Clowns Without Borders USA began our service in Nicaragua in partnership with local non-profit Fundacco – a grassroots organization that organizes to promote hope through community development and the organization of populations for a more humane future for all.
With a surface of 129.490 km2 and an estimated 6 million people, the Republic of Nicaragua is the largest country in Central America. Managua since 1852 has been a capital city with about 2 million people living in the metropolitan area, followed by Leon, Masaya and Tipitapa, all with more than 120,000 population. Nicaragua has borders with Costa Rica in the south and Honduras to the north, the Pacific coast in the west and the Atlantic coast to the east. The country is divided into 15 administrative districts and two north and south on the Atlantic coast autonomous regions. Lake Nicaragua (Nicaragua) and Lake Managua (Xolotlán), the country has two large lakes of which Lake Nicaragua is the second largest in Latin America. In the Pacific region is a chain of 19 volcanoes that runs through it from north to south, of which 4 still had eruptions in the last 15 years. One of them is the Concepción volcano on Ometepe Island. A few kilometers offshore from the Pacific coast, the Caribbean plate meets the plate Coco and both movements can cause earthquakes occasionally throughout Central America. All these geographical features and its location on the map make Nicaragua is part of the Pacific Ring of Fire.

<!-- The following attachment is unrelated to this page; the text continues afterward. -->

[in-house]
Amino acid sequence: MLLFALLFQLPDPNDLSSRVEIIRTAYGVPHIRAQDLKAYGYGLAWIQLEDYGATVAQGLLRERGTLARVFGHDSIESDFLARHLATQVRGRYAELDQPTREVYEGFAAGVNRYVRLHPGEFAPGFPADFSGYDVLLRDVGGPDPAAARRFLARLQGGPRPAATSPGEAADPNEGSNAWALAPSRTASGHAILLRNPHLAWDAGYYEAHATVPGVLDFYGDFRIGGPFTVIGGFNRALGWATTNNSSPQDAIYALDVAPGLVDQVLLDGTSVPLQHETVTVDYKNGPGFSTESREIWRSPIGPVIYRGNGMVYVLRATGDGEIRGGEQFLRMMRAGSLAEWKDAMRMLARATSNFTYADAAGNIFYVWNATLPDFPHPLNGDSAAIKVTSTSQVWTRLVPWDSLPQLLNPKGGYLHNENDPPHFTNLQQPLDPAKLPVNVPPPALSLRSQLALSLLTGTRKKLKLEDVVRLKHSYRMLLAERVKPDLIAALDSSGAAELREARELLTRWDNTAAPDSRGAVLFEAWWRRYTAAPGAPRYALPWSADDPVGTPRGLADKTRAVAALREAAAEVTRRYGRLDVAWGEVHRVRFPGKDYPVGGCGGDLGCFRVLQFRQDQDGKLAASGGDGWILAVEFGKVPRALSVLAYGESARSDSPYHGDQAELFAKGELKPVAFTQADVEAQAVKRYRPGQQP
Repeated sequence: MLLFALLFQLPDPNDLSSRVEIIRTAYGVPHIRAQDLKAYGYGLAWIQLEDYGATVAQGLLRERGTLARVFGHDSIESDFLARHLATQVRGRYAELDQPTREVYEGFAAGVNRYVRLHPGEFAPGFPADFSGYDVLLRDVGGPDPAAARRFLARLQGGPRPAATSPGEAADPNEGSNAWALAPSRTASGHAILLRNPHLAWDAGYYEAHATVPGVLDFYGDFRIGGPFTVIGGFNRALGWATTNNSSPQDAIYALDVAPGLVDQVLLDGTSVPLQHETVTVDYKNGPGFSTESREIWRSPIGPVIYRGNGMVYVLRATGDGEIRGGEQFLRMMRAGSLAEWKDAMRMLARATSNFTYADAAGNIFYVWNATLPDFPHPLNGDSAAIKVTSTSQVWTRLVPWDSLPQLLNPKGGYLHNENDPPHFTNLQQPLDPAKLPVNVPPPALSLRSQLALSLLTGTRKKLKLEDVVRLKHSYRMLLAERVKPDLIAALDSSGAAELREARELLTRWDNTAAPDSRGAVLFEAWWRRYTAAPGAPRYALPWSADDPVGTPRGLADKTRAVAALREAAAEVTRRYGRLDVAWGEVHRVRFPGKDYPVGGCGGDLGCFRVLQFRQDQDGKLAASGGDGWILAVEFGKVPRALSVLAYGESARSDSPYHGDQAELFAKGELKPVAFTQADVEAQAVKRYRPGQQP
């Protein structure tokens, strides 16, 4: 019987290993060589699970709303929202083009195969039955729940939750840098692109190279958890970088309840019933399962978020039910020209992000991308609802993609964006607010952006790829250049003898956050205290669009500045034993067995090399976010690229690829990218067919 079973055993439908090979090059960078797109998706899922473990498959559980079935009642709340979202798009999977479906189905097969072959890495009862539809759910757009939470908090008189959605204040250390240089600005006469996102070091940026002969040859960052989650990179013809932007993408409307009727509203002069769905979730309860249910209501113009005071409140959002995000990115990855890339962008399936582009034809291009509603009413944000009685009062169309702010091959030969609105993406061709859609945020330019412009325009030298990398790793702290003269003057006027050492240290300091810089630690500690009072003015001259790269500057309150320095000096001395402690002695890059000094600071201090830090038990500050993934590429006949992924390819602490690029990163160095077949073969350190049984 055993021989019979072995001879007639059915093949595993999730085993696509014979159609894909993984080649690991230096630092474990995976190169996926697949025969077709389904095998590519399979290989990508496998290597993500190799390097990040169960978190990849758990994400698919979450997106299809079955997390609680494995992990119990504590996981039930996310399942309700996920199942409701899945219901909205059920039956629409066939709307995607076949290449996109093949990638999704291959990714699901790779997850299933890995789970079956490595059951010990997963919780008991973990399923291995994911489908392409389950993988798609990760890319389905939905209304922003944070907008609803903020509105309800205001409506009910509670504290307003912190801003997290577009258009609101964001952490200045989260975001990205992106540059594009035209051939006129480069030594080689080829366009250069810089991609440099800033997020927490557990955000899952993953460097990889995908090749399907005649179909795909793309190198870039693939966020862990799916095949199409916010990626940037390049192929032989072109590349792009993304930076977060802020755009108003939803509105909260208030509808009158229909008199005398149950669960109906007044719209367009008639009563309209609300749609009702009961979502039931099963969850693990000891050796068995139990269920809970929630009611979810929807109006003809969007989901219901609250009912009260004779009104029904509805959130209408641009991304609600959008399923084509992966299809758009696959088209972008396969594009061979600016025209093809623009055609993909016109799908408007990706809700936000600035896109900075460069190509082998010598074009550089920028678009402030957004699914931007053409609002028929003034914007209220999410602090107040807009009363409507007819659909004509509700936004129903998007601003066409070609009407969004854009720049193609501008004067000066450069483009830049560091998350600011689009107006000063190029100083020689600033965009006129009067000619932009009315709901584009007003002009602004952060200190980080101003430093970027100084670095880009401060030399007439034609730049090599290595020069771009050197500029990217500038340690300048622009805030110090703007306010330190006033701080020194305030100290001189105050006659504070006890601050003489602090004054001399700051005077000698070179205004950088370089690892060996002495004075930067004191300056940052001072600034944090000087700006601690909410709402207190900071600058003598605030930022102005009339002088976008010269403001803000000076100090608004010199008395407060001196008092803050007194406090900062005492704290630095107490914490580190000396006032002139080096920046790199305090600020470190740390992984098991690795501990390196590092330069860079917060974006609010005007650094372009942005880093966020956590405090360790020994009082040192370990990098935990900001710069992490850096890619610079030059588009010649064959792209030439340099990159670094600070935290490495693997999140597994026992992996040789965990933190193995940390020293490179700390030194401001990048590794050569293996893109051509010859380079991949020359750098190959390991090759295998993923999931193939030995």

According to statistics, Nicaragua is, after Haiti, the second most poor of Latin America and the Caribbean. The national currency is the Cordoba Oro, though large transactions are usually handled in US dollars. Nicaragua’s leading exports are coffee, snuff, cocoa and meat. The crop products such as beans, rice, corn, bananas, etc. are more important planted and negotiated within the internal market of the country. Fishing, mining, and timber also take part in the economy and tourism, which progressed rapidly in recent years.
With the exception of a small percentage of the population, Nicaragua has a high poverty rate and suffers from extreme poverty. Even as conditions improve slowly, a large part of the society survives only thanks to remittances from relatives living and working in other countries. The government has begun useful social programs rural areas, invested in infrastructure for transport, education, industry energy and tourism throughout the country, foreign investments are growing and new trade agreements with other countries have been signed in recent years; there is still a long way to see a significant change in the image of Nicaragua economy and welfare for much of Nicaraguans.
The country’s wealth is distributed only to a few.
OUR WORK HERE
Here Since 2016
2488 People Served
1 Project Completed